But did I go to the quilt exhibition! Yes, and it was very interesting. The quilts were absolutely superb, far better than one I bought fur a fortune on Madison Avenue in New York years ago and which was nicked from my house. They were exquisitely designed and extraordinarily well made. Vanessa's mum had a quilted patchwork jacket on show, similar to the expensive ones available at Eze village in the south of France, but nicer. Sadly, nothing seemed to be for sale. But ah! A stall selling sheets, napkins and some amazingly cheap and good silk embroidered table mats. The sheets were of terrific quality, as good as Bond Street and infinitely less pricey. I took the man's name for future examination. He came from Monmouth. Perhaps I should go there and drop in to some unsuspecting restaurant. Difficult, though. I have no idea where Monmouth is.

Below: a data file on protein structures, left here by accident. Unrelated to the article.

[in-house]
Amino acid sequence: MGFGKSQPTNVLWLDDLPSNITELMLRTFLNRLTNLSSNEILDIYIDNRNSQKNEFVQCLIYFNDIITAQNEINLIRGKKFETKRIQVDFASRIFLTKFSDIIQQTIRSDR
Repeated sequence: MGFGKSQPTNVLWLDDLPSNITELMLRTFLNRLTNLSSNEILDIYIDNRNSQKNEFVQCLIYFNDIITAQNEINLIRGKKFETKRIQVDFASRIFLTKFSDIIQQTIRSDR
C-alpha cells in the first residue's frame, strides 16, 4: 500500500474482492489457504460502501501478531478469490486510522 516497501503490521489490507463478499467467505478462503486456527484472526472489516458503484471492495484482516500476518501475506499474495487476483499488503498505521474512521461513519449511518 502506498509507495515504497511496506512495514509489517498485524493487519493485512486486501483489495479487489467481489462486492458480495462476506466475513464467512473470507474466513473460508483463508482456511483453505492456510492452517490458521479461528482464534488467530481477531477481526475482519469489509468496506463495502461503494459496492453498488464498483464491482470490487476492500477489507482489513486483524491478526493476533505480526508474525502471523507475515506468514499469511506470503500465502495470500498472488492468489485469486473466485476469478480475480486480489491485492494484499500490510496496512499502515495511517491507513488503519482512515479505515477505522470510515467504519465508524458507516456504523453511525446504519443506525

PS: I have given British Airways a lot of stick about their food. But, at last, a triumph! On a return flight from Venice, they served, before take off, small Mars ice creams. One per person. I had four.
Michael Winner's derisory use of the term "suburban married couple" (Winner's Dinners, May 26) is misplaced. As a film director, he must have been grateful for many suburban married bums on seats in many suburban cinemas.
Lynn Field, Droitwich, Worcester